Fatal Consumption
280 pages, 6 x 9
21 b&w illustrations, 20 tables
Paperback
Release Date:01 Feb 2001
ISBN:9780774807876
Hardcover
Release Date:15 Jun 2000
ISBN:9780774807869
PDF
Release Date:01 Oct 2007
ISBN:9780774850698
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Fatal Consumption

Rethinking Sustainable Development

UBC Press

Why do we claim to value sustainability while acting in anunsustainable fashion? How can we reduce our consumption drasticallyand move toward a sustainable social system when our society isspecifically based on consumption? These two linked questions are atthe heart of this important book, the result of a four-yearinterdisciplinary study of British Columbia's Lower FraserBasin.

Taking the slogan "think globally, act locally" to heart,the contributors to Fatal Consumption are theoretical as wellas practical. They conceptualize the policy analysis they provide,while also proposing useful tools for those charged with makingdecisions. Though specific in focus, the analysis in FatalConsumption can be generalized to most North American urban areas.It offers both an understanding of the present and hope for asustainable future, counterbalancing a discussion of the opportunitiesfor change with a frank examination of the barriers to such change.

Fatal Consumption will appeal to urban planners, to policymakers, and to scholars and others interested in the relationshipbetween health and a sustainable society.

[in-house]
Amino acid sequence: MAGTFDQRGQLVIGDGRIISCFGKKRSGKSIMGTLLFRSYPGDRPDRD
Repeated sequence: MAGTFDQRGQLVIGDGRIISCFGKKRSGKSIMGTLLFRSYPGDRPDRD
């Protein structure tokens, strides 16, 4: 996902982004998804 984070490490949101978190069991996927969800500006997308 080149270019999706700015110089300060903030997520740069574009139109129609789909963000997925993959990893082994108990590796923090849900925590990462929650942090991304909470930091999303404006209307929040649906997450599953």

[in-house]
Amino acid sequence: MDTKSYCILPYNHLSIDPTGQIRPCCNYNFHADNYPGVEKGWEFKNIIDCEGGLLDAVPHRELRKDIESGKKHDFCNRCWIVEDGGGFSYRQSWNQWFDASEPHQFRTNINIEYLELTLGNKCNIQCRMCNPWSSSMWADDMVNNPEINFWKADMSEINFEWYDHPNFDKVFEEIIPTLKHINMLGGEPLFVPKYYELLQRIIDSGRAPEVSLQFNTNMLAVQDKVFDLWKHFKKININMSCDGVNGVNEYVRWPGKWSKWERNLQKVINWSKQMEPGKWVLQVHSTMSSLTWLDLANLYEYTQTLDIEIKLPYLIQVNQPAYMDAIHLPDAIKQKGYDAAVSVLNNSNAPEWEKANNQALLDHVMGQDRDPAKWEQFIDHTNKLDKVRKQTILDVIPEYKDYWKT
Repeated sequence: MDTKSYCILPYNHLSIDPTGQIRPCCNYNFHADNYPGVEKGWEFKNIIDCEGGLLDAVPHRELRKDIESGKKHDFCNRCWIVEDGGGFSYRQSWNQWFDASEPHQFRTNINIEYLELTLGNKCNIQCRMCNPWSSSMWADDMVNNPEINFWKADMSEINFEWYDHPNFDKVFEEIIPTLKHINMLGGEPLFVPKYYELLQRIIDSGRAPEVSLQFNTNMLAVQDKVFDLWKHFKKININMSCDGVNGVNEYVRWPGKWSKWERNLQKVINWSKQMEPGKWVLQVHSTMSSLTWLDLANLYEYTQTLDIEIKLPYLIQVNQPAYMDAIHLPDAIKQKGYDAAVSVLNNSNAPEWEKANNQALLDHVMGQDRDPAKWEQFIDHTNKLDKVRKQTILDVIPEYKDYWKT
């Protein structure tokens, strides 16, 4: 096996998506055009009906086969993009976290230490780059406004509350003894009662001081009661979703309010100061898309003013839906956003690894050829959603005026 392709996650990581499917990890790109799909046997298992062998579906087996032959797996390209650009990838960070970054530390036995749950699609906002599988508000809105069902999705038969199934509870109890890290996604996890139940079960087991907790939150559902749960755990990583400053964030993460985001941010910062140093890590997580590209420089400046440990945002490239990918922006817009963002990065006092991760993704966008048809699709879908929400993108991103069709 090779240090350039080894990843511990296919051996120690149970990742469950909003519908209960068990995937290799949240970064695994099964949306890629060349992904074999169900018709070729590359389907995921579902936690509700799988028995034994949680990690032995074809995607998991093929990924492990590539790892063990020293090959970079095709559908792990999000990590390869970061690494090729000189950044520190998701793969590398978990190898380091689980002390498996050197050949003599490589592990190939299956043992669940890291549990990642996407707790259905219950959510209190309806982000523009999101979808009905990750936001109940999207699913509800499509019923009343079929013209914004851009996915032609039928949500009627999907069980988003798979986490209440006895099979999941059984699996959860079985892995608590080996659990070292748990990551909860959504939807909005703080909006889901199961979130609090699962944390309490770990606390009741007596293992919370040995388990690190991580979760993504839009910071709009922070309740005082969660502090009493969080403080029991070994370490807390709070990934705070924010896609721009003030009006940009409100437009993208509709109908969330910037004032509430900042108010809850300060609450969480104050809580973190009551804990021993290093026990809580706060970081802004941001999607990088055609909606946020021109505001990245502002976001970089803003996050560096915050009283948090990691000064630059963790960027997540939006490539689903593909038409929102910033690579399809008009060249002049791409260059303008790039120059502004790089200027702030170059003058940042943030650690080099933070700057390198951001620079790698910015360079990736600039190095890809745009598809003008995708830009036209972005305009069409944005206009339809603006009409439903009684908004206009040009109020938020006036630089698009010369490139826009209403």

The subject of the book is critically important. What is really innovative here is the focus on health and sustainability and the attempt to find some common ground between the two. To my knowledge there have been few attempts to bridge this chasm. Mark Roseland, Director, Community Economic Development Centre, and Professor of Geography, Simon Fraser University
Robert F. Woollard, M.D. is Royal Canadian LegionProfessor and head of the Department of Family Practice in the Facultyof Medicine at UBC. He is also co-chair of the UBC Task Force onHealthy and Sustainable Communities. Aleck S. Ostry isassistant professor in the Department of Health Care and Epidemiologyin the Faculty of Medicine at UBC.

Acknowledgments

Introduction: Fatal Consumption (When Too Much Is Not Enough) /Robert F. Woollard

 

Part 1: The Global Reality of Sustainability

1. Ecological Footprints and the Pathology of Consumption /William E. Rees

2. Global Consumption from the Perspective of Population Health /Clyde Hertzman and Shona Kelly

3. Social Capital, Civil Society, and Social Transformation /Michael Carr

 

Part 2: The Box We Are In and Some Ways Out

4. What Is Stopping Sustainability? Examining the Barriers toImplementation of Clouds of Change / Jennie L. Moore

5. Integrating Economy, Society, and Environment Through PolicyAssessment / Peter Boothroyd

6. Local versus Central Influences in Planning for Community Health/ Lawrence W. Green and Jean A. Shoveller

 

Part 3: Case Examples and the Reason for Hope

7. The City of Richmond: Reflections on Sustainability in Action /Janette McIntosh and Robert F. Woollard

8. The BC Sawmill Industry: A Case Study of Community and EcologicalSustainability / Aleck Ostry

Conclusion: Working Together and the Prospect for Hope / RobertF. Woollard

 

Contributors

Index

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